Like he does with so many things, Sidney Crosby makes it look easy.
There was the time he shot the puck off the post and swatted the rebound into the net out of midair. Or, the time he waited for the puck to drop and backhanded it in for a goal. Or, when knocked the puck up to himself with his stick before tapping it in.
"I think it's just instincts," Crosby said.
It's actually a mix of natural talent, instincts, awareness, timing, patience and hand-eye coordination. Crosby's Pittsburgh teammates are still amazed every time he does it — and they should be.
"It's just a reactionary thing," Penguins winger Conor Sheary said. "When you see the puck go in the air, you just try to bat it. He's better at it than a lot of other guys, and I don't know what that is."
Batting a fluttering piece of frozen rubber 3 inches in diameter and 1-inch thick with a stick blade 2 to 3 inches wide is no simple task. Doing it at full speed in an NHL playoff game certainly raises the degree of difficulty. Yet a handful of goals have been scored or saved already this postseason with a player somehow able to connecting their stick with an airborne puck at the perfect time.
As recently as Tuesday night, Capitals winger Alex Ovechkin batted the puck out of the air off the post in Crosby-esque fashion for the game-winner to beat the Penguins.
"I hit the post and it's a good thing I didn't raise my arms up," Ovechkin said. "I finished up the play and got lucky."
Teams don't have drills for this kind of thing, but hockey players are always noodling with the puck, so the familiarity with both stick and puck becomes ingrained at an early age. Playing baseball and other sports growing up can't hurt. Washington Capitals forward Brett Connolly, who scored a baseball-style goal with Boston in 2015, thinks players learn the skill and try to use it when they can.
"Your athleticism kind of takes over at that point," Connolly said. "Once your hand-eye is at a high level, you kind of track the puck. I think as hockey players we're always looking around, we're so quick, our eyes are all over the place and we're staring at the puck. You kind of just take a chance at it and sometimes it works out."
It worked out for Toronto's Connor Brown on his goal in Game 5 of the first round when the puck bounced off a defenseman's stick and he knocked it in before goaltender Tuukka Rask knew where it was. Columbus goalie Sergei Bobrovsky didn't know where the puck was when captain Nick Foligno whacked it out of the air to prevent a goal during the first round against Washington, either, a product of years of work.
"That was actually my guy, so the least I could do was bat it out," Foligno said. "Honestly, I practice it so much with playing around with the puck that you just get used to it playing so many years. Obviously, a little bit of luck to make sure you get it out and not hit somewhere else."
To the surprise of no one, Crosby's career is full of similar highlights. He once slugged a home run during batting practice at PNC Park some years ago.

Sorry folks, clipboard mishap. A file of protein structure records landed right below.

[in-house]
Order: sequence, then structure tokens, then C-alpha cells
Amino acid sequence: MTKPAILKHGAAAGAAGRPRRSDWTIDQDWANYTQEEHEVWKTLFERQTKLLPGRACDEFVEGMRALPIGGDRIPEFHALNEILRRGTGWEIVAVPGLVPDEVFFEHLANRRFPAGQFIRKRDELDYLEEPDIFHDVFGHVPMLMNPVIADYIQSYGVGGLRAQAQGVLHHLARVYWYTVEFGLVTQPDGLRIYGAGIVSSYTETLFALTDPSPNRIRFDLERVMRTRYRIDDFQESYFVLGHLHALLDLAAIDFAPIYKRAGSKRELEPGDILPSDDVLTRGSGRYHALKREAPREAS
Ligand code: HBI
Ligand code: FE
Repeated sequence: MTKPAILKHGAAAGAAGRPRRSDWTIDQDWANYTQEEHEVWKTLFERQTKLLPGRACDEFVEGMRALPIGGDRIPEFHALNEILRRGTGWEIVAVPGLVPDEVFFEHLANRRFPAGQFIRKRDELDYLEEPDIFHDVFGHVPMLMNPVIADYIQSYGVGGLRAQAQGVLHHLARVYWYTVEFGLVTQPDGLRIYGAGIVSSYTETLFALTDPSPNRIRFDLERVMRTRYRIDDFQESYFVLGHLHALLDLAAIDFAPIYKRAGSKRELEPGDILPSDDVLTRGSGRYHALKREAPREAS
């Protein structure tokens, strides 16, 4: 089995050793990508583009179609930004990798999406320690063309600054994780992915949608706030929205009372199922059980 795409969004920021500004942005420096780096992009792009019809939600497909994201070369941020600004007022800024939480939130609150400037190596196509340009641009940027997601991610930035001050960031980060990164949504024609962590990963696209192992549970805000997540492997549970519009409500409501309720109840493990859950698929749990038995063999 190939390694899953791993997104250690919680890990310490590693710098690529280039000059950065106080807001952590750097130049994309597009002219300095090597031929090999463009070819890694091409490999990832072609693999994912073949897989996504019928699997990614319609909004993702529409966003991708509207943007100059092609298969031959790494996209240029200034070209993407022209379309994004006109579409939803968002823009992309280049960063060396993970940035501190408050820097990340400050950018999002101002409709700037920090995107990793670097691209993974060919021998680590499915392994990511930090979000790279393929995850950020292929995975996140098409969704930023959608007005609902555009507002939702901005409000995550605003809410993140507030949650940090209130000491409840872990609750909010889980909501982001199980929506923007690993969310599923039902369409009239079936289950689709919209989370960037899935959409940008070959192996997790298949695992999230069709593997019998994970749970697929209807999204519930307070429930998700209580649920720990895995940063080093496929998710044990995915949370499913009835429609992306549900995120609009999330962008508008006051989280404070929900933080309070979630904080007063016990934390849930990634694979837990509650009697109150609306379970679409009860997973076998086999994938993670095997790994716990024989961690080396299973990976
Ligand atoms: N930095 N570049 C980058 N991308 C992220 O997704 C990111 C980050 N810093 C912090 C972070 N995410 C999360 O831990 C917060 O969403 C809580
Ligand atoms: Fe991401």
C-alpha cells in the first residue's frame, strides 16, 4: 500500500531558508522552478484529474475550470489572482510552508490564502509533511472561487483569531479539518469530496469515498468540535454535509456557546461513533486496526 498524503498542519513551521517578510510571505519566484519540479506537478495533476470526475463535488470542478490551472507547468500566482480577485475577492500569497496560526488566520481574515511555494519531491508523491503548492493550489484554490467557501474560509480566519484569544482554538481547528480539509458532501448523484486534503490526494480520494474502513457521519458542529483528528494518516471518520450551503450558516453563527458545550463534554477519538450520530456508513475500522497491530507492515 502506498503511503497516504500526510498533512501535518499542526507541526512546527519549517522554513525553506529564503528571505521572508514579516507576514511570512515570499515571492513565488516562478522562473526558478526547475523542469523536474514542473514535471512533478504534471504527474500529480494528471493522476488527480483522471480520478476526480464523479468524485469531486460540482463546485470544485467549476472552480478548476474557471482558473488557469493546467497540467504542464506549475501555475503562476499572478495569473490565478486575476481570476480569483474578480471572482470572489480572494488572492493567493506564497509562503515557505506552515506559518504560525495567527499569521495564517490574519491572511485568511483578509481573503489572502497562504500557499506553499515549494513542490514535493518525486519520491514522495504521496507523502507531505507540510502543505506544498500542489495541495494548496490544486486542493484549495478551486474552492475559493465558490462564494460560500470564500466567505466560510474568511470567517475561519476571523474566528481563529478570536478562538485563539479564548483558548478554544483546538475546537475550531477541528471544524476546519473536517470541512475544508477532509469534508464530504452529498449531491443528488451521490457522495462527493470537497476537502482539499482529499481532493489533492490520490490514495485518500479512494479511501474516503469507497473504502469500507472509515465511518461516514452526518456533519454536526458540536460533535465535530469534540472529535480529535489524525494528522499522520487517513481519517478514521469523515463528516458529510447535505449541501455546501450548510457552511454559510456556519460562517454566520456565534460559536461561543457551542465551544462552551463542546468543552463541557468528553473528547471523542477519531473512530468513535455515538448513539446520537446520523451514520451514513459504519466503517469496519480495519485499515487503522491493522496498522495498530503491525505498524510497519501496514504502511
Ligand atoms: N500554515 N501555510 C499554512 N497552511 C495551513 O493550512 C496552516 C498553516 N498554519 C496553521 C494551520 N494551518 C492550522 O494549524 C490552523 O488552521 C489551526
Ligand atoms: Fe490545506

On the ice, Crosby doesn't have to hit the puck as hard as Aaron Judge hits a baseball or as precisely as Roger Federer hits a tennis ball, but Penguins winger Bryan Rust correctly points out: "They're also looking for it to be in the air. Our sport, the puck's not supposed to be in the air."
Crosby and others figure it out anyway.
"There's a lot of things you've got to be aware of, and you need pucks to be in those areas to do it," Crosby said. "Sometimes you can go a period of time where you don't get a puck that sits right there for you. I've been around the net when pucks have been able to kind of just lay there for me. There's a lot of different factors, but I think just being in and around the net trying to expect different things and being ready for it."
Playing peewee baseball explains some of it for Crosby, a two-time season and playoff MVP who works on redirecting and bating pucks so often in practice it has become a routine way for him to score.
Not so much for others, like Bruins forward Sean Kuraly, who played the waiting game during Game 1 of Boston's series against Toronto and batted the puck in while falling over Maple Leafs goaltender Frederik Andersen.
"You have to wait for the puck to come down," the otherwise-impatient Kuraly said. "I'm a terrible baseball player. It has nothing to do with baseball."
Goalies with thicker blades on their sticks get into the act, too. Andersen robbed Rick Nash on a sure-fire goal in the first round in Game 6, and Pittsburgh's Matt Murray extended his stick to stop Ovechkin in Game 2 of the Penguins-Capitals series.
Goaltenders are counted on to keep the puck out by any means necessary.
Scoring a goal by batting the puck in? Well, that's just fun.
"It's a creative game. You've got to mix it up and be creative," Connolly said. "To score, you've got to try and do something different sometimes to get one."
AP Sports Writers Jimmy Golen in Boston and Will Graves in Pittsburgh contributed.